We serve people through a ministry of love, compassion, and mercy in the name of our Lord, Jesus Christ

Welcome to Allegheny Lutheran Social Ministries!

Allegheny Lutheran Social Ministries (ALSM) is a faith-based not-for-profit organization that touches the lives of more than 2,000 people each year in eight West Central Pennsylvania counties: Bedford, Blair, Cambria, Centre, Clearfield, Fulton, Huntingdon and Somerset.

Our programs span the generations, providing opportunities for the young, elderly and in-between to grow and learn from each other. ALSM offers childcare, children’s programs, adult day services, counseling, in-home care and a variety of senior living options to meet the needs of our community members and our residents.

We invite you to contact us to learn more about ALSM and how we can touch your life (or your loved one’s) with our services and programs.

ALSM is a partner ministry of the Allegheny Synod, Evangelical Lutheran Church in America.

 A Thanksgiving Greeting from ALSM's President & CEO

We gather together to ask the Lord’s blessing;

He chastens and hastens His will to make known.
The wicked oppressing now cease from distressing. 
Sing praises to His Name; He forgets not His own. 
                                                         --- Theodore Baker, 1894
Many of us will recognize this hymn from our Thanksgiving festivities. It is popularly associated with Thanksgiving Day, to my mind the most family-oriented of all holidays, and is often sung at family meals and at religious services on that day.
You may be interested in knowing the hymn is a patriotic hymn of Dutch origin written in 1597 by Adrianus Valerius to celebrate the Dutch victory over Spanish forces in the Battle of Turnhout. The Spanish were thought to be “wicked,” especially since the Spanish king would not allow Dutch Protestants to “gather together.” The hymn was originally set to a Dutch folk tune. In 1894, Theodore Baker wrote the words we know today, preserving much of the original meaning. This hymn was sung at the opening of the funeral mass for Jacqueline Kennedy Onassis.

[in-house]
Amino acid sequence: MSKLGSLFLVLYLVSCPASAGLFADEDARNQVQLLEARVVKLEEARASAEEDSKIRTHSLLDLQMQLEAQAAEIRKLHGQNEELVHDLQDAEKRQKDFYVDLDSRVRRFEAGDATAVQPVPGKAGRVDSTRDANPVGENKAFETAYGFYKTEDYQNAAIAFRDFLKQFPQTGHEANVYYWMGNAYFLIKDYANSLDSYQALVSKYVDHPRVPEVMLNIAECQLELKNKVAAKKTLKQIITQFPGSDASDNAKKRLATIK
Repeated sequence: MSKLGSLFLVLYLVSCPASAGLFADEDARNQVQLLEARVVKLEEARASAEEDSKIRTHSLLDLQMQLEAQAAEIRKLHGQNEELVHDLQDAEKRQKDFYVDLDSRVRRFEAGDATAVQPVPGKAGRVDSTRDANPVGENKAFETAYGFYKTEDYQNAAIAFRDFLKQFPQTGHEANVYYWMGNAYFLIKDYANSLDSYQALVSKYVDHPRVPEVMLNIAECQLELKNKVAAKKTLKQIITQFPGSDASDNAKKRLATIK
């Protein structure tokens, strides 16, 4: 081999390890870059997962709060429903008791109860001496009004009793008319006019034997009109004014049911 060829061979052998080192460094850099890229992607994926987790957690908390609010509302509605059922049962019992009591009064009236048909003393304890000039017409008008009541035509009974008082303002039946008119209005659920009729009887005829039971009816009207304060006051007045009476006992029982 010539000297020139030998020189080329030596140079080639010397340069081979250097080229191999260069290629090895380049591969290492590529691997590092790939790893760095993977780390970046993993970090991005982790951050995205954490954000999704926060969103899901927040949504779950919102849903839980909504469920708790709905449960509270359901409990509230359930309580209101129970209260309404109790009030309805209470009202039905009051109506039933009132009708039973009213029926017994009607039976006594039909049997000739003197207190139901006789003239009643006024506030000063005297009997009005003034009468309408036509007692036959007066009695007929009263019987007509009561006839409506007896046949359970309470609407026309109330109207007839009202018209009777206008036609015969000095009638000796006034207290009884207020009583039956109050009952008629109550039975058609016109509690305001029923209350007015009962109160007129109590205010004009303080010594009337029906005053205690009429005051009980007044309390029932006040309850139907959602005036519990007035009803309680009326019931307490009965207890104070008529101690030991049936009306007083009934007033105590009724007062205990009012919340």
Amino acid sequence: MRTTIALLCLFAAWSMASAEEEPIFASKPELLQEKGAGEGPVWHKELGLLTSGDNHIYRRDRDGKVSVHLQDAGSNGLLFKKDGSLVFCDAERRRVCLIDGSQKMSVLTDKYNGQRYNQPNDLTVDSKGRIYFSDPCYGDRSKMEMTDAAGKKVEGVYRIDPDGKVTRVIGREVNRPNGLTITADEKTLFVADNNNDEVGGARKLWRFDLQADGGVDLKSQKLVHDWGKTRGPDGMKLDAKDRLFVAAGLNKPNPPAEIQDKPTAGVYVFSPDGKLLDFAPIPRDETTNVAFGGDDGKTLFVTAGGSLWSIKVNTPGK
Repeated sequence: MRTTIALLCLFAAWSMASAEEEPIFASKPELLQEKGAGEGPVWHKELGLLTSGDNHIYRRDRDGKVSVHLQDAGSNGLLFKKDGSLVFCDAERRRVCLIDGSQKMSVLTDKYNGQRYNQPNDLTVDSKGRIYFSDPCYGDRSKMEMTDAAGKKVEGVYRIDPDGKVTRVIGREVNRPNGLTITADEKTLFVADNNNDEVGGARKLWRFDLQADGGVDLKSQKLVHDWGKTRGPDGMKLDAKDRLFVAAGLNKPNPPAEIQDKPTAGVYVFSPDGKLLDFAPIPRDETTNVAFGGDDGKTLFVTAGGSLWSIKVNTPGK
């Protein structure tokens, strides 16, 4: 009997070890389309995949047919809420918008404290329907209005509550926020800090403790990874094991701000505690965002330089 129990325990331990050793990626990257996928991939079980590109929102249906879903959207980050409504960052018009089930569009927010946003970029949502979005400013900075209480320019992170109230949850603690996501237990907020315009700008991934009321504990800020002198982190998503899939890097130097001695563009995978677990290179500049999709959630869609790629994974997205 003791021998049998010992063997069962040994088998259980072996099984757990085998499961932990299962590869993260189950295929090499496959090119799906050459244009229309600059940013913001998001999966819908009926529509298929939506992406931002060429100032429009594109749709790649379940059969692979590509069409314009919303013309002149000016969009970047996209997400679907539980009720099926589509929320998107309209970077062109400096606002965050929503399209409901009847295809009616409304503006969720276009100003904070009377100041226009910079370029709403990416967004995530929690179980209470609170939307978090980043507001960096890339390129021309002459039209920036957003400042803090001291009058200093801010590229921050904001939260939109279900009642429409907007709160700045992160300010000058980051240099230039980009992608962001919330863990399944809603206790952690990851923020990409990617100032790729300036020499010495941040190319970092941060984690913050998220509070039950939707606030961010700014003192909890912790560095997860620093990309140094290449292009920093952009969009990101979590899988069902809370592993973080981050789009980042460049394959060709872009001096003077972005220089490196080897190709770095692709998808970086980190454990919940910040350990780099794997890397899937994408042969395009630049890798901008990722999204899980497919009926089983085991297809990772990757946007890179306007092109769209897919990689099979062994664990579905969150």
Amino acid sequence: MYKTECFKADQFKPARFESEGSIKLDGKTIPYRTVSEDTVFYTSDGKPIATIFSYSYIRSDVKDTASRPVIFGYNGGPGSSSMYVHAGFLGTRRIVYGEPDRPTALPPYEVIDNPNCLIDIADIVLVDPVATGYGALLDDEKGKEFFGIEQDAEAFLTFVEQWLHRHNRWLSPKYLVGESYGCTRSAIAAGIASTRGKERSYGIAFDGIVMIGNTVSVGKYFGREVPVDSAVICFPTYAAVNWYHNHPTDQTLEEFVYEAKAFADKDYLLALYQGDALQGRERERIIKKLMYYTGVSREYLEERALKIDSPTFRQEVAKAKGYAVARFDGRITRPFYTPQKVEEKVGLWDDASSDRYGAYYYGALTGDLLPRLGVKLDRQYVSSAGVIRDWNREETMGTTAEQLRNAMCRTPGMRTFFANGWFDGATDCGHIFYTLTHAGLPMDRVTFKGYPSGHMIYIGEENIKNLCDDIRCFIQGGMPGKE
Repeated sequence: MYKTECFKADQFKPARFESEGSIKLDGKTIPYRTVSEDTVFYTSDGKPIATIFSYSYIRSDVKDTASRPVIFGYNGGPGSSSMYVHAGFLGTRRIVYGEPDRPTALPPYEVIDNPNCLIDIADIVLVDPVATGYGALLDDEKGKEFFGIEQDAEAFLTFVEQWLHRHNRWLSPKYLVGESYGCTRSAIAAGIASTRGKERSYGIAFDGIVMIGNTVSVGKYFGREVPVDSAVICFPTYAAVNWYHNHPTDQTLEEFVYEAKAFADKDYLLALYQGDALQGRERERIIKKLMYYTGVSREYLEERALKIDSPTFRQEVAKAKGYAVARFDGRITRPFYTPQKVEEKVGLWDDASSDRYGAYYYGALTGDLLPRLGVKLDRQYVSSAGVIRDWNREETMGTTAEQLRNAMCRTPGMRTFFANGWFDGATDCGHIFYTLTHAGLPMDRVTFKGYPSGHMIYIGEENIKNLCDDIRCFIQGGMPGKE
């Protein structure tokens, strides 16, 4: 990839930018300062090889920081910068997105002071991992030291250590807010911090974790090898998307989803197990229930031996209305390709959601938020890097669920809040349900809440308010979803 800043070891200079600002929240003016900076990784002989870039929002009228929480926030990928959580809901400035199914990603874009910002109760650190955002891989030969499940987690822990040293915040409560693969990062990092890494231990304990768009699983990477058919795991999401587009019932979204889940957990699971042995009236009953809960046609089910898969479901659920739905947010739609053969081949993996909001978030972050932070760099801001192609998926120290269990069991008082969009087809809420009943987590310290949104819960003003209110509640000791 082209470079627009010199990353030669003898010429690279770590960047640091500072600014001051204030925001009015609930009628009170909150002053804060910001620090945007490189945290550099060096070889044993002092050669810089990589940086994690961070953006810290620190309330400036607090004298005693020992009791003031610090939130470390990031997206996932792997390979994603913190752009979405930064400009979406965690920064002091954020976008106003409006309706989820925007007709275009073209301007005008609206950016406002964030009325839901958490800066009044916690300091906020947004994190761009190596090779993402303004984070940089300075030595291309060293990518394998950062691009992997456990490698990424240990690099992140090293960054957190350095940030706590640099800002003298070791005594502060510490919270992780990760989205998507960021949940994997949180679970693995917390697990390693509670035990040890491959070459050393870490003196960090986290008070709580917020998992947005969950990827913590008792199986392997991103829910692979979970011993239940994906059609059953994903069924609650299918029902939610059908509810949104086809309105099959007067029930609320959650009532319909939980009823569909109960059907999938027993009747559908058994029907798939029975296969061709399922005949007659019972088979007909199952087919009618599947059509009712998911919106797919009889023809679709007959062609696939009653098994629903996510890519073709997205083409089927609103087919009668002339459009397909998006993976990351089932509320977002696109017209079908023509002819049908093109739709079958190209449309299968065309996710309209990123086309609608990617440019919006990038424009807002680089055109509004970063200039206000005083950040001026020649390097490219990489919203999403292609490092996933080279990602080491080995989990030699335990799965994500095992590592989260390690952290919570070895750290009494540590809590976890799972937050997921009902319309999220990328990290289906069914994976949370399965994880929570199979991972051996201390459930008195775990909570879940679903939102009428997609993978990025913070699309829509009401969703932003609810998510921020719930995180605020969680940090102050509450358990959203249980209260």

According to Michael Hawn, professor of sacred music at the Perkins School of Theology, Southern Methodist University, “by World War I, we started to see ourselves in this hymn,” and the popularity increased during World War II, when “the wicked oppressing” came to be Nazi Germany and Imperial Japan. 
While this brief background is interesting (and may spark some minor conversation around the dinner table), to us it remains a hymn of praise and thanksgiving for all of which we are grateful….family, friends, those in our care, and other loved ones. We have so much that we often do not realize how blessed we really are because of the opportunity to “gather together to ask the Lord’s blessing.”
May you and your respective families and friends “gather together” to enjoy a very blessed and fulfilling Thanksgiving Day filled with delicious food and lots of love from those around you.
In His Service,
Pat Savage 

 

A Thanksgiving Message from ALSM's President & CEO

 

We gather together to ask the Lord’s blessing;

He chastens and hastens His will to make known.

The wicked oppressing now cease from distressing.

Sing praises to His Name; He forgets not His own.

                                                         --- Theodore Baker, 1894

 

 Many of us will recognize this hymn from our Thanksgiving festivities. It is popularly associated with Thanksgiving Day, to my mind the most family-oriented of all holidays,  and is often sung at family meals and at religious services on that day.

 

You may be interested in knowing the hymn is a patriotic hymn of Dutch origin written in 1597 by Adrianus Valerius to celebrate the Dutch victory over Spanish forces in the Battle of Turnhout. The Spanish were thought to be “wicked,” especially since the Spanish king would not allow Dutch Protestants to “gather together.” The hymn was originally set to a Dutch folk tune. In 1894, Theodore Baker wrote the words we know today, preserving much of the original meaning. This hymn was sung at the opening of the funeral mass for Jacqueline Kennedy Onassis.

 

According to Michael Hawn, professor of sacred music at the Perkins School of Theology, Southern Methodist University, “by World War I, we started to see ourselves in this hymn,” and the popularity increased during World War II, when “the wicked oppressing” came to be Nazi Germany and Imperial Japan.

 

While this brief background is interesting (and may spark some minor conversation around the dinner table), to us it remains a hymn of praise and thanksgiving for all of which we are grateful….family, friends, those in our care, and other loved ones. We have so much that we often do not realize how blessed we really are because of the opportunity to “gather together to ask the Lord’s blessing.”

 

May you and your respective families and friends “gather together” to enjoy a very blessed and fulfilling Thanksgiving Day filled with delicious food and lots of love from those around you.

 

In His Service,

 Pat Savage